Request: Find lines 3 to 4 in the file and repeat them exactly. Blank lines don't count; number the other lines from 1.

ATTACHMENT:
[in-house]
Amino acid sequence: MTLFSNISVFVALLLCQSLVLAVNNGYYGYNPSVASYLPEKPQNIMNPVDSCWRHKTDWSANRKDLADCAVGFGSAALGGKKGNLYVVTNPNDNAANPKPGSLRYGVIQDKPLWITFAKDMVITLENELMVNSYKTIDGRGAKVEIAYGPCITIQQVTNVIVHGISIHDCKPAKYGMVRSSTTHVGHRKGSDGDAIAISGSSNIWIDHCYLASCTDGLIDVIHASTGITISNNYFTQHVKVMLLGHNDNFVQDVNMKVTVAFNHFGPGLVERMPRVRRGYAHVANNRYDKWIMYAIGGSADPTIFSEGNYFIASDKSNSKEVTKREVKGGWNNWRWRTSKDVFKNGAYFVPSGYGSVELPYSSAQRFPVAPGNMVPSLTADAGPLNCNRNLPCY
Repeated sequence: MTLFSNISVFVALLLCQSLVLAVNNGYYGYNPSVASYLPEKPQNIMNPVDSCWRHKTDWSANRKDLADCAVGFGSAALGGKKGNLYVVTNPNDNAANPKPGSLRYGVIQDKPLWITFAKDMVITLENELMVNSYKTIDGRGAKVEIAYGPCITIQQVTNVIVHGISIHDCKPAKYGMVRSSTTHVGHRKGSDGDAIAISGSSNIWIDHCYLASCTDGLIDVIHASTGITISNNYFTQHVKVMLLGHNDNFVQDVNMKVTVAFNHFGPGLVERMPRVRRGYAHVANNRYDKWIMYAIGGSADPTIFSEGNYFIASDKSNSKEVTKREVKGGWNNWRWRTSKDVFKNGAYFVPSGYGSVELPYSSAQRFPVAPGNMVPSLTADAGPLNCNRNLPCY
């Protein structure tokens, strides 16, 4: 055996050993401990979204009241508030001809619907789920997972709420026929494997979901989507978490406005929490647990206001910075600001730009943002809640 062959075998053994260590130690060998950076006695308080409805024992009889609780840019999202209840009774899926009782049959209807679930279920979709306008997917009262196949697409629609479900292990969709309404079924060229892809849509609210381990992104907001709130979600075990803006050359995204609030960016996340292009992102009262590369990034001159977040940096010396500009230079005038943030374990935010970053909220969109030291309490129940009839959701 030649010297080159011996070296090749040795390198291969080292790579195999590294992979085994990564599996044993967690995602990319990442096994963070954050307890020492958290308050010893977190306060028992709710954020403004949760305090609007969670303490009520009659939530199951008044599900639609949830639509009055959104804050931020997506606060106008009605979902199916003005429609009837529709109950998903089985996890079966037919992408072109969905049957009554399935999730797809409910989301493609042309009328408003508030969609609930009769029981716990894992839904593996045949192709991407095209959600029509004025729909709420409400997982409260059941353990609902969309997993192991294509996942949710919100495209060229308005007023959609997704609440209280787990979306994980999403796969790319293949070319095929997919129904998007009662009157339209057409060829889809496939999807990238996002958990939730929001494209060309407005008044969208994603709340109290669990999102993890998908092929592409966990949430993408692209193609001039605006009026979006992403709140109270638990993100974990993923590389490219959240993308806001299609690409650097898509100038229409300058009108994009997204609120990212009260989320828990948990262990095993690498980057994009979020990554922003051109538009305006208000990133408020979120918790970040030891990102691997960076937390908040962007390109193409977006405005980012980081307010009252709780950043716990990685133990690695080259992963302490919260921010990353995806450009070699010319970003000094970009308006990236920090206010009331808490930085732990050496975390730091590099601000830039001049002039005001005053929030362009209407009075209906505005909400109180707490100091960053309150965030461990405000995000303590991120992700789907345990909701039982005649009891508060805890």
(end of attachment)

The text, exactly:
Repeated sequence: MTLFSNISVFVALLLCQSLVLAVNNGYYGYNPSVASYLPEKPQNIMNPVDSCWRHKTDWSANRKDLADCAVGFGSAALGGKKGNLYVVTNPNDNAANPKPGSLRYGVIQDKPLWITFAKDMVITLENELMVNSYKTIDGRGAKVEIAYGPCITIQQVTNVIVHGISIHDCKPAKYGMVRSSTTHVGHRKGSDGDAIAISGSSNIWIDHCYLASCTDGLIDVIHASTGITISNNYFTQHVKVMLLGHNDNFVQDVNMKVTVAFNHFGPGLVERMPRVRRGYAHVANNRYDKWIMYAIGGSADPTIFSEGNYFIASDKSNSKEVTKREVKGGWNNWRWRTSKDVFKNGAYFVPSGYGSVELPYSSAQRFPVAPGNMVPSLTADAGPLNCNRNLPCY
């Protein structure tokens, strides 16, 4: 055996050993401990979204009241508030001809619907789920997972709420026929494997979901989507978490406005929490647990206001910075600001730009943002809640 062959075998053994260590130690060998950076006695308080409805024992009889609780840019999202209840009774899926009782049959209807679930279920979709306008997917009262196949697409629609479900292990969709309404079924060229892809849509609210381990992104907001709130979600075990803006050359995204609030960016996340292009992102009262590369990034001159977040940096010396500009230079005038943030374990935010970053909220969109030291309490129940009839959701 030649010297080159011996070296090749040795390198291969080292790579195999590294992979085994990564599996044993967690995602990319990442096994963070954050307890020492958290308050010893977190306060028992709710954020403004949760305090609007969670303490009520009659939530199951008044599900639609949830639509009055959104804050931020997506606060106008009605979902199916003005429609009837529709109950998903089985996890079966037919992408072109969905049957009554399935999730797809409910989301493609042309009328408003508030969609609930009769029981716990894992839904593996045949192709991407095209959600029509004025729909709420409400997982409260059941353990609902969309997993192991294509996942949710919100495209060229308005007023959609997704609440209280787990979306994980999403796969790319293949070319095929997919129904998007009662009157339209057409060829889809496939999807990238996002958990939730929001494209060309407005008044969208994603709340109290669990999102993890998908092929592409966990949430993408692209193609001039605006009026979006992403709140109270638990993100974990993923590389490219959240993308806001299609690409650097898509100038229409300058009108994009997204609120990212009260989320828990948990262990095993690498980057994009979020990554922003051109538009305006208000990133408020979120918790970040030891990102691997960076937390908040962007390109193409977006405005980012980081307010009252709780950043716990990685133990690695080259992963302490919260921010990353995806450009070699010319970003000094970009308006990236920090206010009331808490930085732990050496975390730091590099601000830039001049002039005001005053929030362009209407009075209906505005909400109180707490100091960053309150965030461990405000995000303590991120992700789907345990909701039982005649009891508060805890």